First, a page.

dc.description.abstract<table><tr><td colspan="2" class="item-title">Collaborative Process Indicators: Predictors of Public Health Preparedness</td></tr><tr class="item-sponsor"><td class="label">Conference Sponsor:</td><td class="value">Western Institute of Nursing</td></tr><tr class="item-year"><td class="label">Conference Year:</td><td class="value">2004</td></tr><tr class="item-author"><td class="label">Author:</td><td class="value">Kuntz, Sandra, RN</td></tr><tr class="item-institute"><td class="label">P.I. Institution Name:</td><td class="value">Montana State University-Bozeman College of Nursing</td></tr><tr class="item-address"><td class="label">Contact Address:</td><td class="value">Missoula Campus, 32 Campus Drive 7416, Missoula, MT, 59812-7416, USA</td></tr><tr><td colspan="2" class="item-abstract">Purposes/Aims: This study investigated the relationship between intersectoral collaboration and level of preparedness among local public health agencies (counties and tribes) in Montana. Although intersectoral collaboration reverberates as a critical intervention for responding to public health problems, little scholarly literature documents the direct or indirect relationship between collaboration and disaster preparedness in rural areas. Conceptual Basis: Sullivan&rsquo;s conceptual model of collaboration and Florin&rsquo;s process- related stages of partnership formed the organizing framework for this study. Methods: A descriptive, correlational study design was used to explore the research questions for this project. The Montana Public Health Emergency Preparedness and Response Capacity Assessment created a critical capacities baseline and documented the current status of local agency activity in six specific focus areas: (a) preparedness planning and readiness assessment; (b) surveillance and epidemiology capacity; (c) laboratory capacity; (d) communications and information technology; (e) risk communication; and (f) workforce education and training. An Emergency Preparedness Index (EPI) scoring matrix was developed to generate a continuous measure of preparedness. Next, a research crosswalk linked Capacity Assessment items to predictor variables (indicators of collaboration) and the response variable (preparedness). Multiple regression analysis was conducted to evaluate how well six nominal and continuous indicators of collaboration in four categories (communication, linkages, state of partnership, and education/training) predicted preparedness. Results: The unit of analysis for this study: the local public health agency. A total of 53 counties (94%) and three of seven Montana tribes (42%) completed the Capacity Assessment and were reimbursed through a contract with the Montana Department of Public Health and Human Services. The assessment data was initially entered into SPSS 11.0 by the University of Washington Northwest Center for Public Health Practice. Three types of descriptive data reports (counts, frequencies, and means) were generated including individual county/tribe reports, regional data, and a statewide summary. Multiple regression analysis by this researcher supported the premise that process-related collaboration factors are significant predictors of public health emergency preparedness. A positive linear relationship between the response variable and each of the six predictor (collaboration indicator) models was found. Implications: This research highlights the significance of specific partnership activities (collaboration-related education and training, development of formal agreements, key partner linkages, and electronic as well as direct communication among system partners) necessary for protecting the public&rsquo;s health during a disaster. With nurses accounting for approximately 66% of the public health workforce in Montana (many holding leadership and/or health officer positions), the results of this study provide evidence critical for improving public health nursing practice related to preparedness for bioterrorism and other public health emergencies. </td></tr></table>en_GB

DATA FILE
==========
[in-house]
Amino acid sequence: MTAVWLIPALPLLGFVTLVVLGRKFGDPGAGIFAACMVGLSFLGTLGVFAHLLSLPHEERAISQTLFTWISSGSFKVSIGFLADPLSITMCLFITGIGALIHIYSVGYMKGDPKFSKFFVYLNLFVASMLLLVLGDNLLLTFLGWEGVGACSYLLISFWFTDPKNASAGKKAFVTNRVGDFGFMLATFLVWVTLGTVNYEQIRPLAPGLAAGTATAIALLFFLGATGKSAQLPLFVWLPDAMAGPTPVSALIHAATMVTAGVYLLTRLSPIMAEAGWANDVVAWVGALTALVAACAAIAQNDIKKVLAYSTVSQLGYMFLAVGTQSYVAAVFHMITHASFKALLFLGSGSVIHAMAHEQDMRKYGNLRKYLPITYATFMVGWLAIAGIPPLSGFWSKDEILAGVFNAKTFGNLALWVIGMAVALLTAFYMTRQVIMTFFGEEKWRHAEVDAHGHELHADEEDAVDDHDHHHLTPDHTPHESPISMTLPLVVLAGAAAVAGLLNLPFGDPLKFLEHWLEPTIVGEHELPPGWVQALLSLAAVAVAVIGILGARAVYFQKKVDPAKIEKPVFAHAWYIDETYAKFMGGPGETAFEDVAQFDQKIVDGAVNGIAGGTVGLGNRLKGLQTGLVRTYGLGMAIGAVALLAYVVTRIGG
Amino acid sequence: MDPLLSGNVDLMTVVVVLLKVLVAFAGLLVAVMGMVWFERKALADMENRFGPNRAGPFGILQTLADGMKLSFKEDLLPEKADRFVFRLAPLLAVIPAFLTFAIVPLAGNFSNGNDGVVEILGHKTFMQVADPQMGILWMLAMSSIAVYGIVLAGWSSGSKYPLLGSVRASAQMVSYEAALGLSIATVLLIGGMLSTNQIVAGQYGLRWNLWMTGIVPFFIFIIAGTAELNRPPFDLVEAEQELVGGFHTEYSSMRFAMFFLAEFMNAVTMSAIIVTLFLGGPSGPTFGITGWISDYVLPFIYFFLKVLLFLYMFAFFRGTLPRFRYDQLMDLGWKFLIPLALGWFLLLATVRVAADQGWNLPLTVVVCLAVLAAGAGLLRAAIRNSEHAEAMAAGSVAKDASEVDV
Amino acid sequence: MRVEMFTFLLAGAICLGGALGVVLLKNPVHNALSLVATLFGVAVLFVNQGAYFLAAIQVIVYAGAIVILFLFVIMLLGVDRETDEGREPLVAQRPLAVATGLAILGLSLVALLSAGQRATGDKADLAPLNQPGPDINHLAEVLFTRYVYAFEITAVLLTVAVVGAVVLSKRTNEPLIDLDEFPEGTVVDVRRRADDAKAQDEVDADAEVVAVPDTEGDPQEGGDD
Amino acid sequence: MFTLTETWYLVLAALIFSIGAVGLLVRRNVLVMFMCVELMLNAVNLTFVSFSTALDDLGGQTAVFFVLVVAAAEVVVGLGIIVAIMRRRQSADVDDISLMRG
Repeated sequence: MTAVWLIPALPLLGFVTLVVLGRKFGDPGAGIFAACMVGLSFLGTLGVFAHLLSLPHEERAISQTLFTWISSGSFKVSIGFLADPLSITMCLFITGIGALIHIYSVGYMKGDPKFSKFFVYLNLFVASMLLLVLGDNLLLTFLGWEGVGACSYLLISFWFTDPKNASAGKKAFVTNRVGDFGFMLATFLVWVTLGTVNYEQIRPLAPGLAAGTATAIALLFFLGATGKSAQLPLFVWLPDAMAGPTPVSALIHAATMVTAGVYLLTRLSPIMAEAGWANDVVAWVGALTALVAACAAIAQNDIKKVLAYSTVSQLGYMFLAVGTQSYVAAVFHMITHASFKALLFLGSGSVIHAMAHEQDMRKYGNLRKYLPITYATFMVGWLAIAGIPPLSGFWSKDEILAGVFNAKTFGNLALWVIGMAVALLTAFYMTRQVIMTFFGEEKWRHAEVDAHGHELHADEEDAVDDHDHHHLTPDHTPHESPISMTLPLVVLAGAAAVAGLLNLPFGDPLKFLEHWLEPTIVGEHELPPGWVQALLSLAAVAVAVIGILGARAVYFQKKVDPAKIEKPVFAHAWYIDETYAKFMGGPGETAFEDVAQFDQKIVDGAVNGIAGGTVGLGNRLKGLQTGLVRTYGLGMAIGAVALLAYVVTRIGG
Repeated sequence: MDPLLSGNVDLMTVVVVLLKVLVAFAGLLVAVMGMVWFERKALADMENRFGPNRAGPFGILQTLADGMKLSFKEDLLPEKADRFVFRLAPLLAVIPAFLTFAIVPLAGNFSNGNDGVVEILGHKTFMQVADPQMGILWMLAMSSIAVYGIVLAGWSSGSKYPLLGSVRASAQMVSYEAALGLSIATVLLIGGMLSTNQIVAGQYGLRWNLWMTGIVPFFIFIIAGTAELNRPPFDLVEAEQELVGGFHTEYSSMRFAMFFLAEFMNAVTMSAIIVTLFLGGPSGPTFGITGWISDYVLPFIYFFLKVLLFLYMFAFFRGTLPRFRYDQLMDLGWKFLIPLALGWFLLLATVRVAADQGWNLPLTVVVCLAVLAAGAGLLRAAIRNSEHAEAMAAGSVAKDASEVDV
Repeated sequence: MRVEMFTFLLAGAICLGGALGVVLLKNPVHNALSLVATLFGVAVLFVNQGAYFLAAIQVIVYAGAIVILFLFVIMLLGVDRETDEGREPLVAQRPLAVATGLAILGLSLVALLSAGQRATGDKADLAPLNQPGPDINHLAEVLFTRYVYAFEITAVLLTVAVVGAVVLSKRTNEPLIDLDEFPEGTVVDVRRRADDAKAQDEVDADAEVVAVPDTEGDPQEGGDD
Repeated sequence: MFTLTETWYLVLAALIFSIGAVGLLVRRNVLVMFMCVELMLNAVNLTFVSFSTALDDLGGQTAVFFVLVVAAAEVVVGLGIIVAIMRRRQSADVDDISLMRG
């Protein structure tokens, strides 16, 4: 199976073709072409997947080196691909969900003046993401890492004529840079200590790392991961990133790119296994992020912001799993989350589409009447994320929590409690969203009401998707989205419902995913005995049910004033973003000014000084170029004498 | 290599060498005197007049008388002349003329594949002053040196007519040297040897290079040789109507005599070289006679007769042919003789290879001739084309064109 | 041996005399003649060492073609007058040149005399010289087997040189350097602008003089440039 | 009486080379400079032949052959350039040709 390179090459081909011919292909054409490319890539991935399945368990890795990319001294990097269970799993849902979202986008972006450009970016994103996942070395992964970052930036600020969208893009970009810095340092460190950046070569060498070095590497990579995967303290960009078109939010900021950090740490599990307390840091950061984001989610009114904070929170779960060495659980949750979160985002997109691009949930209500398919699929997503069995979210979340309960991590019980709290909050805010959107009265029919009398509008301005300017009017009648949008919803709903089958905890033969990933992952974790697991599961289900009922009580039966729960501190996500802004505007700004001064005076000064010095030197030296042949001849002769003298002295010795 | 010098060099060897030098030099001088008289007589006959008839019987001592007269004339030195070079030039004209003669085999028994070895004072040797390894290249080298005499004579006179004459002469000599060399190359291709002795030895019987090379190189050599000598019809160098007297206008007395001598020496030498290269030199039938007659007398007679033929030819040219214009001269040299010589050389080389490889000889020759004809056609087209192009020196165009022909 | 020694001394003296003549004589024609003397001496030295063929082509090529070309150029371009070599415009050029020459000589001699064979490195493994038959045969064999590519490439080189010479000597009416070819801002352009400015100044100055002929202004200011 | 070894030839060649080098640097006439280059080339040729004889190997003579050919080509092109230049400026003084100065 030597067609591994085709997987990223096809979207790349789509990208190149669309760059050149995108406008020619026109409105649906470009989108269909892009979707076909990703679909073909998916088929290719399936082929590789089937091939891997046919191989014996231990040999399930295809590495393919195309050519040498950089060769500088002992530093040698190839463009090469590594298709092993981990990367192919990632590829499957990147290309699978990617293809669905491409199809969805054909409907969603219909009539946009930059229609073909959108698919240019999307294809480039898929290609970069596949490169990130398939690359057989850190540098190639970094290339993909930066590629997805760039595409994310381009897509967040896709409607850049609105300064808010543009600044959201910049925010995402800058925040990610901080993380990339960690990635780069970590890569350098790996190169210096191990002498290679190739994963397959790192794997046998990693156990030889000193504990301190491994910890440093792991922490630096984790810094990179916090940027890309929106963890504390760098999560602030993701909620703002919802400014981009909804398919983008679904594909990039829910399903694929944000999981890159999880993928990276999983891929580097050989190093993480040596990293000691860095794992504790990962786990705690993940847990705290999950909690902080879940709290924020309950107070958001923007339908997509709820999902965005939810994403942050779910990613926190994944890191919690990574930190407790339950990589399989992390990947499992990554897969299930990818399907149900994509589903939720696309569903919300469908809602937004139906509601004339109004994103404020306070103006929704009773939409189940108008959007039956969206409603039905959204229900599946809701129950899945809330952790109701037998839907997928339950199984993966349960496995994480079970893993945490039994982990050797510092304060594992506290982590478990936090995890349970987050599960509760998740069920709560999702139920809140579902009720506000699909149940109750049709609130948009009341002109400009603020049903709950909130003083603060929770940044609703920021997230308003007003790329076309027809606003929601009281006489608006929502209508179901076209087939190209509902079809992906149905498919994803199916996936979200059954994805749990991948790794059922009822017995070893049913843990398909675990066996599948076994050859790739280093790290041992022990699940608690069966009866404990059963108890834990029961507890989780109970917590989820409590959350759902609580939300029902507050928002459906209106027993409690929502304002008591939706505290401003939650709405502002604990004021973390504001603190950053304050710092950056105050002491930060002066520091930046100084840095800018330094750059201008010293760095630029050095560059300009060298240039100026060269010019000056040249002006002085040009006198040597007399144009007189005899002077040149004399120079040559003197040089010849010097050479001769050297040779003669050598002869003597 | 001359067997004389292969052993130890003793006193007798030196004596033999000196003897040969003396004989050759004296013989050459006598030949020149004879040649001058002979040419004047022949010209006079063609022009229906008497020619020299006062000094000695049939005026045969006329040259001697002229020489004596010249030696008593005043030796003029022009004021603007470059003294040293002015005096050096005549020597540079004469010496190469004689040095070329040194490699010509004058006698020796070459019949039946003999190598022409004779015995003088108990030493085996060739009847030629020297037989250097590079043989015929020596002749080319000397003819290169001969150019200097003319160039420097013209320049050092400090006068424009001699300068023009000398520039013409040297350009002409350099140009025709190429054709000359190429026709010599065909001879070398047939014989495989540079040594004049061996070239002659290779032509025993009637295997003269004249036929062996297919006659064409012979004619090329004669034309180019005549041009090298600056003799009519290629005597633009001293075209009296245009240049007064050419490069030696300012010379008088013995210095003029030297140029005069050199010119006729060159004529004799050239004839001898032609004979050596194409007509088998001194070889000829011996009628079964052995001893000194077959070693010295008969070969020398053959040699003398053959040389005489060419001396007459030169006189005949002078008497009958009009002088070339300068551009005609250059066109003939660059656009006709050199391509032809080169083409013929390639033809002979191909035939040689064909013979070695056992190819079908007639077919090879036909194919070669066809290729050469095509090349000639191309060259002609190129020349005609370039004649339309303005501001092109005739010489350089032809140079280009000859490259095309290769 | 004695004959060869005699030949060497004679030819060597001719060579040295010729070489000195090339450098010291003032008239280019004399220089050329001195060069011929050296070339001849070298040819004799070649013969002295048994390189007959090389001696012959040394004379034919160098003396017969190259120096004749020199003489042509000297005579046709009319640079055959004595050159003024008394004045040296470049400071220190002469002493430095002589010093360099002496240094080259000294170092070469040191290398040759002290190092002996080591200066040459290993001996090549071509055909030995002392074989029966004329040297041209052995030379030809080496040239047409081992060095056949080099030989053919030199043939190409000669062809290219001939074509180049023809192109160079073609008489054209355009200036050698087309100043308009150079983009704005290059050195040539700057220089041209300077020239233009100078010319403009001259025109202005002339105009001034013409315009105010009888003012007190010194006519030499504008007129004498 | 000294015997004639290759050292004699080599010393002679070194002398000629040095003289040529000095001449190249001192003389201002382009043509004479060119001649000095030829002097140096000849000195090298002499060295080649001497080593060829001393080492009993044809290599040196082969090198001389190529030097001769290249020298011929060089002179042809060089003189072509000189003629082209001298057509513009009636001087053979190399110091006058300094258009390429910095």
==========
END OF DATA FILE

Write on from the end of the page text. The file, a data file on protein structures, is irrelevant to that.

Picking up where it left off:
dc.date.available2011-10-26T20:30:00Z-
dc.date.issued2011-10-17en_GB
dc.date.accessioned2011-10-26T20:30:00Z-
dc.description.sponsorshipWestern Institute of Nursingen_GB